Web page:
But Achebe never belabours this to the point where the novel becomes sheer polemic. Adichie similarly manages to criticise but does so through a veil so that often you don’t realise the full impact at the time. There are many targets in her site – from the middle class Americans who boast how open minded they are by purchasing native art during their holidays and showing an interest in unfamiliar cultures. People like Kimberly who introduced to Ifemelu comments:

‘What a beautiful name…Does it mean anything?. I love multicultural names because they have such wonderful meanings, from wonderful rich cultures.’ Kimberley was smiling the kindly smile of people who thought “culture” the unfamiliar colourful reserve of colourful people, a word that always had to be qualified with “rich”. She would not think Norway had a “rich culture.”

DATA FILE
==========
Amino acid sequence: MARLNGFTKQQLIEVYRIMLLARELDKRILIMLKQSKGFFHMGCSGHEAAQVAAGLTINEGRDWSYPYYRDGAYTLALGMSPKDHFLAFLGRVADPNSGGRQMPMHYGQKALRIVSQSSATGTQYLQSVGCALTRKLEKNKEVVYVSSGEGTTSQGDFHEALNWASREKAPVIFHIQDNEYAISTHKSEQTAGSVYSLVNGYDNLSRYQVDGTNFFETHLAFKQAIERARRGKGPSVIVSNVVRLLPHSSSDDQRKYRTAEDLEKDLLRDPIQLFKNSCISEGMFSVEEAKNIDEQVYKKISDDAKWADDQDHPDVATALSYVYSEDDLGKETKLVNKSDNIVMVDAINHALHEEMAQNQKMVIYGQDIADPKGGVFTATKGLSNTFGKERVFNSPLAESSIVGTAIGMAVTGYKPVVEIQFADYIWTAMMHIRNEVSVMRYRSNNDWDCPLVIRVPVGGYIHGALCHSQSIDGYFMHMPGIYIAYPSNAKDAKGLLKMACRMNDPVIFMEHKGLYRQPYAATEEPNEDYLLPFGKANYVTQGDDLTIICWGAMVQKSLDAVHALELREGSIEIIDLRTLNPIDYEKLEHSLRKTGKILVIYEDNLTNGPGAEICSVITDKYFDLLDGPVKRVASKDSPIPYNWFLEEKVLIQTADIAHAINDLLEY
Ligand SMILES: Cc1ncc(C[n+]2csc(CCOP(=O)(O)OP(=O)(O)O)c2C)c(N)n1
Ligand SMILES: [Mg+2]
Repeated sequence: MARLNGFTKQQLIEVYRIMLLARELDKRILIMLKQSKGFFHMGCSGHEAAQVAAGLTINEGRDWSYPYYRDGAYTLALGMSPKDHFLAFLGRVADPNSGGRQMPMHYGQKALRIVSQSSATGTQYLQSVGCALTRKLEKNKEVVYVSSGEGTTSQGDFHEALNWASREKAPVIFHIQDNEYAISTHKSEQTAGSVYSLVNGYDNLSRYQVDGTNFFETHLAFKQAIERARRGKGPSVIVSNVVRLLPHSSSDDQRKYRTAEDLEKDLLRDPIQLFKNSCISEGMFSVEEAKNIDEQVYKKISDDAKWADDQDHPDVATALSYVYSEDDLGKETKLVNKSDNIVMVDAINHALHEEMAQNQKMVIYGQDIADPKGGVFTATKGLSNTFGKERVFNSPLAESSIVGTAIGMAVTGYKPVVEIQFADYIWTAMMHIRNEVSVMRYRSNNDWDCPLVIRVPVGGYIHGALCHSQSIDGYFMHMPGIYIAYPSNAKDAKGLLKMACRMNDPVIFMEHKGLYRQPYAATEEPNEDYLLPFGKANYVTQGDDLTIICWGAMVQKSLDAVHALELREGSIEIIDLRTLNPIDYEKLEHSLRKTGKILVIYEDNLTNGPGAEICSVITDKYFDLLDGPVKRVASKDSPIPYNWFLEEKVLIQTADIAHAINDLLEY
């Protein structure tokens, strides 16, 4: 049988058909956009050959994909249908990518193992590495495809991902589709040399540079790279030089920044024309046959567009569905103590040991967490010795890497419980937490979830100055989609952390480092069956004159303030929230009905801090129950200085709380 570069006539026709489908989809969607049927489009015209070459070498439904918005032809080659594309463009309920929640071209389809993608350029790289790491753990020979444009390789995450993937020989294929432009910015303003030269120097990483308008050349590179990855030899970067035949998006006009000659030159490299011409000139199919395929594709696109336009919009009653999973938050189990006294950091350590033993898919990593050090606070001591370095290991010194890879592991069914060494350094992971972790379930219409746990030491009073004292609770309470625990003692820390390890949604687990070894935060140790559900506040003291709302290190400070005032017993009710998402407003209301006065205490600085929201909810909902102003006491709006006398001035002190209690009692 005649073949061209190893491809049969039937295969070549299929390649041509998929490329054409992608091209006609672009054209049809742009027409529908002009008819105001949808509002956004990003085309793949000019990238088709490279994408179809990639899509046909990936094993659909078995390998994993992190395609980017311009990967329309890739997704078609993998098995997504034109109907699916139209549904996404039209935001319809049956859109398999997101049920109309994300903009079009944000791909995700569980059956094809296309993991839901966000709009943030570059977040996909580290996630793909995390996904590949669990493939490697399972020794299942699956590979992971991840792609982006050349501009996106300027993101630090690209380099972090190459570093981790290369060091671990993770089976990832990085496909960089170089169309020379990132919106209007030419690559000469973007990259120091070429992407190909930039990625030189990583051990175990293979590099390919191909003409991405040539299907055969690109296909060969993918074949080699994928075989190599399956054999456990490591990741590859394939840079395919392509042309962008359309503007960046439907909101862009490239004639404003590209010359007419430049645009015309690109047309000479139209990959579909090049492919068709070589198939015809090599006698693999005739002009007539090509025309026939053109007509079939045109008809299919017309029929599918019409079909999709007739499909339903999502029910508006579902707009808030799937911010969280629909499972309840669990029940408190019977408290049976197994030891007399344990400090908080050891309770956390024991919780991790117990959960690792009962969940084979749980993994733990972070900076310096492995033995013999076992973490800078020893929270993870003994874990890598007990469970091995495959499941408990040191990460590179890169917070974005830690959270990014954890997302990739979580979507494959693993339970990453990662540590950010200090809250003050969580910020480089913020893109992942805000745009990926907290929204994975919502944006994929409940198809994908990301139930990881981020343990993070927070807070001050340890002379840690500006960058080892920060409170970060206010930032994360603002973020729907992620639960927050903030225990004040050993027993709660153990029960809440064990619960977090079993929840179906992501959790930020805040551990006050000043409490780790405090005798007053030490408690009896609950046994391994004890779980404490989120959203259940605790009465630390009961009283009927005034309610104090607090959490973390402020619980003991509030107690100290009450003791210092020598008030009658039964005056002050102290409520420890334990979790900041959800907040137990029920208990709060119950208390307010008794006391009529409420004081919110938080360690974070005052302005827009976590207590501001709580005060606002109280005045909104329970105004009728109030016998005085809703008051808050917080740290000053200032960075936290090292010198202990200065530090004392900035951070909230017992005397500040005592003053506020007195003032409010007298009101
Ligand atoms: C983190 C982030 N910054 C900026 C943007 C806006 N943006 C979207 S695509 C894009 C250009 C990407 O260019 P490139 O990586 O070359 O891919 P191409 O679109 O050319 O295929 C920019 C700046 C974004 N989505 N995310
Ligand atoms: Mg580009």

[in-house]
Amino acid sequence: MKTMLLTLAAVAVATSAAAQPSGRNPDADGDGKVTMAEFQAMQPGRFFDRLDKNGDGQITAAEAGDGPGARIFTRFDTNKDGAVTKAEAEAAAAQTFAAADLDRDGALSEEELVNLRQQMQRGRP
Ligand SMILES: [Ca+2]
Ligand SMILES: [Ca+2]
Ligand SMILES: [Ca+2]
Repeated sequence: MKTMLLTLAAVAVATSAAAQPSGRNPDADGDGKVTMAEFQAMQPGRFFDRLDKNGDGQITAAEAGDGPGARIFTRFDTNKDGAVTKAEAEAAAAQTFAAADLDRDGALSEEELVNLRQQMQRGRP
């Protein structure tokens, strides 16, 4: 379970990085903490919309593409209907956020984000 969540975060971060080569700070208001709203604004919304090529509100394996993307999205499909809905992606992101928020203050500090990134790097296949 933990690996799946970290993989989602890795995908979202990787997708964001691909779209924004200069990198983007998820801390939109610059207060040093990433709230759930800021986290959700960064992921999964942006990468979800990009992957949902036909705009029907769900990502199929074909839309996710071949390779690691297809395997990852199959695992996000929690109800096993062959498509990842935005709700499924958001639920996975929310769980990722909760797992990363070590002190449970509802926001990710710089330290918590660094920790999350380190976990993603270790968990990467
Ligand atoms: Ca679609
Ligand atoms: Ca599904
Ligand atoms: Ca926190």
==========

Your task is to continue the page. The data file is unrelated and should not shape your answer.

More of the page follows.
Adichie is even more withering when it comes to exposing the hypocrisy of her own people, a country that has no patience for the Americanahs (those who return from overseas full of barbs about their countrymen) and yet endorse foreign values and practices, people who as one parent points out don’t think something is real unless it comes from abroad.






Snapshot of June

A monthly round up of what I’m reading, watching etc on the first Sunday of each month. 

sundaysalonI know, I know this is late. We’re halfway through June and here I am writing a post that should have been done on the first of the month. I did start it, honestly – but things just got in the way. I’ve had one of those months where I have seen the insides of too many airport terminals and hotel rooms. And despite best intentions, I’ve found that being away from home is just not conducive to writing book reviews and blog posts (as much as I love my  iPad, it’s not really set up for lots of typing). Enough of the excuses, here’s what I was doing on the first of the month.